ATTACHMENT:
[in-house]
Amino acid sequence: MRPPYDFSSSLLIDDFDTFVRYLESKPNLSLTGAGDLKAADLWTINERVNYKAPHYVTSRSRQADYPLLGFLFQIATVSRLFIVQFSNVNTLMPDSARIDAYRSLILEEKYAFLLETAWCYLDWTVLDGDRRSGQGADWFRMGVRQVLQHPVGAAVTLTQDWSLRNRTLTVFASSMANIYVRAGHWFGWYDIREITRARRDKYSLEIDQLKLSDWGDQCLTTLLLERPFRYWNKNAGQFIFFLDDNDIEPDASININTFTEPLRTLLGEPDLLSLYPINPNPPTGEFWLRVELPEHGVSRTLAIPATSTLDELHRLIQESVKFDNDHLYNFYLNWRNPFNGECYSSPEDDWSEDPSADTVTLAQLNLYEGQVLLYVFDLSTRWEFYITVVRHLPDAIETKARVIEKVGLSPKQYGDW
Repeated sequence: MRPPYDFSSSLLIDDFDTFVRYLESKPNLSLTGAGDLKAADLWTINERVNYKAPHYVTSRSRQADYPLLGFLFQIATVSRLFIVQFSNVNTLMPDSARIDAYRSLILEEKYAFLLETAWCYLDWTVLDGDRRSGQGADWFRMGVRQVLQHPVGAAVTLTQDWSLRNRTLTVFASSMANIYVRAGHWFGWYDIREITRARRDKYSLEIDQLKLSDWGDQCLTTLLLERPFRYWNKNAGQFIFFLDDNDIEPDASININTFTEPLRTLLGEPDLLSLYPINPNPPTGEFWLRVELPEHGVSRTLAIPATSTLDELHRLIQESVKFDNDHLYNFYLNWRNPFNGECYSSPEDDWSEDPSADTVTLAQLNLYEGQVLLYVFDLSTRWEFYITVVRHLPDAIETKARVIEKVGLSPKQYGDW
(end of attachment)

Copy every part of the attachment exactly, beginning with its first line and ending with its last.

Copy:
[in-house]
Amino acid sequence: MRPPYDFSSSLLIDDFDTFVRYLESKPNLSLTGAGDLKAADLWTINERVNYKAPHYVTSRSRQADYPLLGFLFQIATVSRLFIVQFSNVNTLMPDSARIDAYRSLILEEKYAFLLETAWCYLDWTVLDGDRRSGQGADWFRMGVRQVLQHPVGAAVTLTQDWSLRNRTLTVFASSMANIYVRAGHWFGWYDIREITRARRDKYSLEIDQLKLSDWGDQCLTTLLLERPFRYWNKNAGQFIFFLDDNDIEPDASININTFTEPLRTLLGEPDLLSLYPINPNPPTGEFWLRVELPEHGVSRTLAIPATSTLDELHRLIQESVKFDNDHLYNFYLNWRNPFNGECYSSPEDDWSEDPSADTVTLAQLNLYEGQVLLYVFDLSTRWEFYITVVRHLPDAIETKARVIEKVGLSPKQYGDW
Repeated sequence: MRPPYDFSSSLLIDDFDTFVRYLESKPNLSLTGAGDLKAADLWTINERVNYKAPHYVTSRSRQADYPLLGFLFQIATVSRLFIVQFSNVNTLMPDSARIDAYRSLILEEKYAFLLETAWCYLDWTVLDGDRRSGQGADWFRMGVRQVLQHPVGAAVTLTQDWSLRNRTLTVFASSMANIYVRAGHWFGWYDIREITRARRDKYSLEIDQLKLSDWGDQCLTTLLLERPFRYWNKNAGQFIFFLDDNDIEPDASININTFTEPLRTLLGEPDLLSLYPINPNPPTGEFWLRVELPEHGVSRTLAIPATSTLDELHRLIQESVKFDNDHLYNFYLNWRNPFNGECYSSPEDDWSEDPSADTVTLAQLNLYEGQVLLYVFDLSTRWEFYITVVRHLPDAIETKARVIEKVGLSPKQYGDW